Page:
Leaked Emirati emails have shed light on the extent of the UAE’s involvement in Libya over the summer, the New York Times revealed.
The emails show weapons were shipped to rival factions in direct violation of the international arms embargo and threatening to undermine months of talks fronted by United Nations mediator, Bernardino Leon.
While Leon was drafting the agreement for a peace accord, the emails show, the UAE was busy attempting to hire him as the $50,000-a-month director general of the Emirates Diplomatic Academy, details of which were not made privy to the Libyan parties involved in the talks.
The leak also indicate how the UN was made aware of the conflict of interest; Jeffrey Feltman, undersecretary general for political affairs and a former American diplomat, wrote to senior Emirati leaders asking for Leon to stay on as mediator for a while longer for the sake of reaching an agreement in Libya.
The UAE has launched many campaigns against Islamist movements in the region as well as supporting leaders including Abdel Fatah Al-Sisi in Egypt and groups which fight Islamists.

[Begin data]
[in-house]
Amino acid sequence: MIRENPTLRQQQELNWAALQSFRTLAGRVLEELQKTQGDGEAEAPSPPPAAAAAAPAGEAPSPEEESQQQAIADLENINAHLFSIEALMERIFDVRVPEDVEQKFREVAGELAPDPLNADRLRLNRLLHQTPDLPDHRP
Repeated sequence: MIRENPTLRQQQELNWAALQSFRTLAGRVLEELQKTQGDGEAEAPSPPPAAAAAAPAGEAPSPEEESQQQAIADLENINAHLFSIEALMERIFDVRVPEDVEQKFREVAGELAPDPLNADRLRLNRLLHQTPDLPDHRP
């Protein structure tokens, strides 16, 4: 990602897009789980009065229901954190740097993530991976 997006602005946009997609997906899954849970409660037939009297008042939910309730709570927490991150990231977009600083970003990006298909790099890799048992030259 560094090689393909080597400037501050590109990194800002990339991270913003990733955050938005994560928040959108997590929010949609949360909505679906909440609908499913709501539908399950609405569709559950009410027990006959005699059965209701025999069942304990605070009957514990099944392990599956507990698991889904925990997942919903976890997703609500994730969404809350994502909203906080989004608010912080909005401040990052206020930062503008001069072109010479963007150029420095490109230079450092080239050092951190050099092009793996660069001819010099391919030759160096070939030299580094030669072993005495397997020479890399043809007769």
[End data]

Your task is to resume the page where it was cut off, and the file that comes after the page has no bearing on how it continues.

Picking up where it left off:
The emails show US officials had been complaining that the Emiratis had violated international missile control agreements by sending Egypt surveillance drones.
Such a transfer “would trigger mandatory sanctions review under U.S. law, which could result in sanctions against UAE entities,” the emails say.
Other documents showed some Emirati officials were worried following US complaints that a UAE company was violating international sanctions by buying $100 million in weapons from North Korea.
Emirati Ambassador to Washington Yousef Al-Otaiba was subsequently summoned to the State Department on numerous occassions.